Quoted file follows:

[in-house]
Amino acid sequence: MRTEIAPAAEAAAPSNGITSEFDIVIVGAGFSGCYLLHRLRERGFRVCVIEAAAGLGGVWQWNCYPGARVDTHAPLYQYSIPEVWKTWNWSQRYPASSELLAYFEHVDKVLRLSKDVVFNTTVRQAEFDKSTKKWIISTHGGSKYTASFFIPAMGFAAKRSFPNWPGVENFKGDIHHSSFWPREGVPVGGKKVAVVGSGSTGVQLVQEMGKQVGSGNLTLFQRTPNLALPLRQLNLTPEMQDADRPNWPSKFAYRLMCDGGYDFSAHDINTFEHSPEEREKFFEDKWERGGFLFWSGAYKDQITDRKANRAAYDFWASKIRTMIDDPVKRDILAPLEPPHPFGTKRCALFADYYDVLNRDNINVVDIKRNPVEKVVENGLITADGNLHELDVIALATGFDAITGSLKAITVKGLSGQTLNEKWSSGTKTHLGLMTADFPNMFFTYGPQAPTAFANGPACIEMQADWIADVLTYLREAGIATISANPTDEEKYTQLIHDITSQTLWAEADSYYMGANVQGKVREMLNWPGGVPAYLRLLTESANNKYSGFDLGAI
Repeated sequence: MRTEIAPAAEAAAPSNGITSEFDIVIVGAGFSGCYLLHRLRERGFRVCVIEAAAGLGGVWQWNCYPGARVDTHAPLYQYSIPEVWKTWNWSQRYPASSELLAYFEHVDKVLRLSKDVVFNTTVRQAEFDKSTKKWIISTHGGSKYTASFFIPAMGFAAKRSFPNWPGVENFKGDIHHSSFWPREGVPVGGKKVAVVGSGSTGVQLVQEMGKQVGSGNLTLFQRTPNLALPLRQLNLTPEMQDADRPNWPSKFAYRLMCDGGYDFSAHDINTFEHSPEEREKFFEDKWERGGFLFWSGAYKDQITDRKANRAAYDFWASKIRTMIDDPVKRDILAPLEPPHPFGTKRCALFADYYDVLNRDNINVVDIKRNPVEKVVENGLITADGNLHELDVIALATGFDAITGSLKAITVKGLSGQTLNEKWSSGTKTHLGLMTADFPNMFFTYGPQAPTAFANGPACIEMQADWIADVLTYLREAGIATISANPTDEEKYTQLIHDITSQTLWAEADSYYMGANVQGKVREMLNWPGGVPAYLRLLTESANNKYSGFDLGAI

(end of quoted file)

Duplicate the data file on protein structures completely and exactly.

[in-house]
Amino acid sequence: MRTEIAPAAEAAAPSNGITSEFDIVIVGAGFSGCYLLHRLRERGFRVCVIEAAAGLGGVWQWNCYPGARVDTHAPLYQYSIPEVWKTWNWSQRYPASSELLAYFEHVDKVLRLSKDVVFNTTVRQAEFDKSTKKWIISTHGGSKYTASFFIPAMGFAAKRSFPNWPGVENFKGDIHHSSFWPREGVPVGGKKVAVVGSGSTGVQLVQEMGKQVGSGNLTLFQRTPNLALPLRQLNLTPEMQDADRPNWPSKFAYRLMCDGGYDFSAHDINTFEHSPEEREKFFEDKWERGGFLFWSGAYKDQITDRKANRAAYDFWASKIRTMIDDPVKRDILAPLEPPHPFGTKRCALFADYYDVLNRDNINVVDIKRNPVEKVVENGLITADGNLHELDVIALATGFDAITGSLKAITVKGLSGQTLNEKWSSGTKTHLGLMTADFPNMFFTYGPQAPTAFANGPACIEMQADWIADVLTYLREAGIATISANPTDEEKYTQLIHDITSQTLWAEADSYYMGANVQGKVREMLNWPGGVPAYLRLLTESANNKYSGFDLGAI
Repeated sequence: MRTEIAPAAEAAAPSNGITSEFDIVIVGAGFSGCYLLHRLRERGFRVCVIEAAAGLGGVWQWNCYPGARVDTHAPLYQYSIPEVWKTWNWSQRYPASSELLAYFEHVDKVLRLSKDVVFNTTVRQAEFDKSTKKWIISTHGGSKYTASFFIPAMGFAAKRSFPNWPGVENFKGDIHHSSFWPREGVPVGGKKVAVVGSGSTGVQLVQEMGKQVGSGNLTLFQRTPNLALPLRQLNLTPEMQDADRPNWPSKFAYRLMCDGGYDFSAHDINTFEHSPEEREKFFEDKWERGGFLFWSGAYKDQITDRKANRAAYDFWASKIRTMIDDPVKRDILAPLEPPHPFGTKRCALFADYYDVLNRDNINVVDIKRNPVEKVVENGLITADGNLHELDVIALATGFDAITGSLKAITVKGLSGQTLNEKWSSGTKTHLGLMTADFPNMFFTYGPQAPTAFANGPACIEMQADWIADVLTYLREAGIATISANPTDEEKYTQLIHDITSQTLWAEADSYYMGANVQGKVREMLNWPGGVPAYLRLLTESANNKYSGFDLGAI